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Well, it clear no-one knows the logic behind it, saying it's variable compression makes no sense as the algorithm doesn't know the disc size, or why the size is inconsistent with high and standard quality.

The compression is deterministic, not some random values that pulled out of thin air each time.
So the bottom line is that you are saying power2go is just rubbish at predicting file size and they can't control the bit rate.

i am very familiar with video compression, and have ripped, or transcoded many video files for my kids to watch stuff on iPad or phone. Mainly using ffmpeg, and that does a very good job of getting the average bit rate close from the start of the conversion.

But here's the thing, although the bit rate is variable, the algorithm is fixed. So when I compress or convert the video format from one to another, then if I do it again with the same command line setting for encoding, bit rate, video size, etc, then the output file is the same size! It won't change based on the medium it is destined for.

Maybe power2go is just too basic and lacks the detailed control I like. To randomly change the bit rate based on medium makes absolutely no sense.
I get it's a variable bit rate, and the actual size is a guess.

What doesn't make sense is the random change in quality that's not reflected in the settings. And if I choose 'high' then the dual layer size jumps to 4Gb, so it's clearly not maximising the bit rate at 2.3Gb.

where does it show the actual bit rate?
If I'm happy with the quality at 1.7Gb, where can you set the same quality for the dual layer setting?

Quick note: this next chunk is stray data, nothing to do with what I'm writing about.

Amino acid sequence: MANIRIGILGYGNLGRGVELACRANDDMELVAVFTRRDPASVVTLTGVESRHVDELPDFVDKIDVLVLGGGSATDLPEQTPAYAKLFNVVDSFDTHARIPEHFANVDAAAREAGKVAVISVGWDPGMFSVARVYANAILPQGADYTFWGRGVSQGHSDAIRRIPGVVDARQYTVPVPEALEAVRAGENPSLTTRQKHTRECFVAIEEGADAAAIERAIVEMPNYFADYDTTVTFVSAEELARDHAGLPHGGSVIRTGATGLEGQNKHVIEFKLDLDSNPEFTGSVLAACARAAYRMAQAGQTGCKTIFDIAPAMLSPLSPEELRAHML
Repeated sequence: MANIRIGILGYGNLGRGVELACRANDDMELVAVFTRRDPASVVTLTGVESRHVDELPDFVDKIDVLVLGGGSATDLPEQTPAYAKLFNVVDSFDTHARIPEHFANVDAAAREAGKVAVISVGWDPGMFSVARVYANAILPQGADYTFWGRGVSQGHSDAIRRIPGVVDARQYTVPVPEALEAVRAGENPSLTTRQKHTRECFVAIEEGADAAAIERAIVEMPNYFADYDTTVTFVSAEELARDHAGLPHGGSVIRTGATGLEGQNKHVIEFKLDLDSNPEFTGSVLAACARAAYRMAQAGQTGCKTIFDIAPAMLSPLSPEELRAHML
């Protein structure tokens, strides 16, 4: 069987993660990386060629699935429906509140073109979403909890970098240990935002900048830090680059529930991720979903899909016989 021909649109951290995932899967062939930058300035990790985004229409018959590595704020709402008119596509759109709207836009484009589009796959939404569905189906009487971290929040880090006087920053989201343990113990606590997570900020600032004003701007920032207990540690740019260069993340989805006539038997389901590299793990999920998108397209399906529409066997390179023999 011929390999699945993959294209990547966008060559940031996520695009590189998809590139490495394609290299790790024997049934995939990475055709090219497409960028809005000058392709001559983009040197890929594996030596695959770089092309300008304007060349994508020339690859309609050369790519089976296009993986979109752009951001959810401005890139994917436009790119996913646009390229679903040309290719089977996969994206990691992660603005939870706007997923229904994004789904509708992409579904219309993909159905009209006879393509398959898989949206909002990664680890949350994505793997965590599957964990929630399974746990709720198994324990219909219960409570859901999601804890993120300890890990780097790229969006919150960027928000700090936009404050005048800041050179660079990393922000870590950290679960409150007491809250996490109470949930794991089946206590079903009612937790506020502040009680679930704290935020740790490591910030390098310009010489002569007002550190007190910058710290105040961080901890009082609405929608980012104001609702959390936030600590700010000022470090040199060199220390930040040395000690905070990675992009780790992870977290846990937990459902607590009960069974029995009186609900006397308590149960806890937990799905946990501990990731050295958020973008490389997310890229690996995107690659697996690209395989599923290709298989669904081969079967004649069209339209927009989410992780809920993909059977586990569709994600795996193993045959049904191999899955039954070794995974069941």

Again, where's the logic in changing the bit rate behind the scenes between single layer and dual layer?
So what's the point of the quality setting?

There is 'high', 'SP' and 'LP', with the bit rate beside it, and if I change the bit rate too 'high', then the size on disc changes accordingly. Changing to 'high' sets it at 9.5Mb/s and almost doubles the size on disc.

And if there is only one video of 1-hour on a single layer 4.7Gb disc, why would it not also increase the bit rate, since there's lots of free space unused?
When burning 2 videos to a single layer disc, then it uses 3.2 - 3.4Gb, leaving wasted space. It seems a flawed logic here.
Sorry for the delay, options selected here, and 1hour dvd file added to project:

Flicking between 4.7 and 8.5Gb discs will change the size to 1.7Gb or 2.3Gb respectively.
I had a number of video files that I was burning to standard dvd.

I have a number of singles and dual layer discs. The files are encoded to DVD mpeg2 format, so should import with no issue,
and they do, only the size used for a dual layer disc is much larger than single layer.

A 1 hour movie clip is 1.6GB on single layer disc, and 2.2Gb when put on dual layer. Both have the same quality settings. I was hoping to get 5 videos on the dual layer as I can only fit 2 on a single layer (just short of the 4.7Gb limit).

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